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This is the third in a series of posts about saucepans and slow cooker alternatives (read post 1 here and post 2 here). I have been trying to work out if I can slow cook food without the help of any special equipment and without needing any power (other than an initial injection of heat by bringing the food up to the boil) by making a DIY thermal or heat retention cooker.
Yesterday I experimented with using two freezer bags and two towels to help cook veg stock. I brought a pan full of veg peelings, herbs and water to the boil on the hob, wrapped my pan (with it’s lid on) up in a towel, placed it inside a freezer bag, zipped it up and then placed the freezer bag inside a larger freezer bag. I put another towel in the second freezer bag to fill up the gap and then zipped it up. I left it there for 8 hours
- I didn’t follow the instructions for making veg stock properly! Despite very clear instructions from Jen Gale on including apple peelings in the stock mixture I didn’t add any (read more here).
- I used a glass saucepan and the lid wasn’t particularly tight fitting. Glass doesn’t retain the heat well enough and even a glass lid on a saucepan is not a good idea. Plus the lid needs to be tight fitting.
- I filled up the pan with as much boiling water as possible which is meant to be important (I think it helps retain the heat better).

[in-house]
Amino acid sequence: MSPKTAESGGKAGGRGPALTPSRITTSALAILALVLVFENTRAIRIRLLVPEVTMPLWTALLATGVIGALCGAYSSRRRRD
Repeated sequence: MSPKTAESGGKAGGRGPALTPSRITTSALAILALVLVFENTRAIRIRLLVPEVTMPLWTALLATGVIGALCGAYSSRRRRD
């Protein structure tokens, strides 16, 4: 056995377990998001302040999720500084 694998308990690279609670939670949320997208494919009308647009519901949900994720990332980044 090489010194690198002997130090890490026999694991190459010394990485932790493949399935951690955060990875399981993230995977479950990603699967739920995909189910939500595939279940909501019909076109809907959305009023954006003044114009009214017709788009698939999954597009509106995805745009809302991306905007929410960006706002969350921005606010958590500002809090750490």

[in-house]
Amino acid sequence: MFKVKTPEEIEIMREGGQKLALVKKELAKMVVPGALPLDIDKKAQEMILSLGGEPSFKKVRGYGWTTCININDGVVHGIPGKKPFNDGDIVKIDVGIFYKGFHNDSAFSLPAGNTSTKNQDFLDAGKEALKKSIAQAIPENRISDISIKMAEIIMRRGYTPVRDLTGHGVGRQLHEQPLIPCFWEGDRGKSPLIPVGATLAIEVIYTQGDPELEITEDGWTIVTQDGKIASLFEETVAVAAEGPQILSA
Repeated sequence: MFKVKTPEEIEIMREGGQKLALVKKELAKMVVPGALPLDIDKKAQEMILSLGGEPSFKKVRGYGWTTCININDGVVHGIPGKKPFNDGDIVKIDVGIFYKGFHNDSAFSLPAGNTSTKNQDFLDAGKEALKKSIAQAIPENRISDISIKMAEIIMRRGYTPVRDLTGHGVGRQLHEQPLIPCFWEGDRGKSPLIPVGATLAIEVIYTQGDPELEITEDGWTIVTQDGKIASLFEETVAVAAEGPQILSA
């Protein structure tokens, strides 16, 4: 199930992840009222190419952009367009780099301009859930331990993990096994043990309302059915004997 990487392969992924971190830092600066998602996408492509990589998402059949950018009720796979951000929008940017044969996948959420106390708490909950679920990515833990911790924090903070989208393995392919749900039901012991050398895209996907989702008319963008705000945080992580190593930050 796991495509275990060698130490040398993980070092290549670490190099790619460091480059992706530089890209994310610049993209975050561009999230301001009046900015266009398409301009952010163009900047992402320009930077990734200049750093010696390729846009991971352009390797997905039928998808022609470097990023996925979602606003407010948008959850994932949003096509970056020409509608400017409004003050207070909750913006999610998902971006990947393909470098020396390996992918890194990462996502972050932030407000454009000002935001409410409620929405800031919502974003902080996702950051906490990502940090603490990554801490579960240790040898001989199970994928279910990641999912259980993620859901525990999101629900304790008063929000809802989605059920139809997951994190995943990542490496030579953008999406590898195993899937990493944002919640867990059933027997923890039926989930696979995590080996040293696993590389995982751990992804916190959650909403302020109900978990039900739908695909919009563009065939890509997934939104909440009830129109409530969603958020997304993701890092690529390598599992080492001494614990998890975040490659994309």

- I tried to leave as few gaps in the outer bag as possible for air and heat to escape through
- I filled up all the available space between the pot and the outer bag with insulating material.
- Make sure you have an appropriate pan – a stainless steel pan with a stainless steel tight fitting lid is best.
- Find a bag or a box which either leaves as little room for air or heat to escape as possible or can be sealed somehow to make sure that happens
- Fill the bag or box with some insulating material, something that traps air well e.g. old woolly jumpers, towels or cushions, making sure there is still space for your pan.
- Ideally the bag or box will be a close fit to the pan and there won’t be too much space to fill with insulation.
- When you come to cook the food, make sure the pan is as full as possible with boiling liquid and follow a recipe designed for a thermal cooker (at least to start with until you get the hang of things)
- If the food is only luke warm when you take it out, discard it and don’t taste it.
I love making do with what I already have. It doesn’t cost me any money, it is better for the environment and I get a buzz from figuring out new (to me) ways of doing things! Experimenting can take a bit of time though and there are various heat retention cookers on the market if you want to buy a ready made and tried and tested one. Wonderbags* are one example and this particular company has a really nice ethos behind it. UPDATE: I now own a Wonderbag and wrote about it here: The Wondrous Wonderbag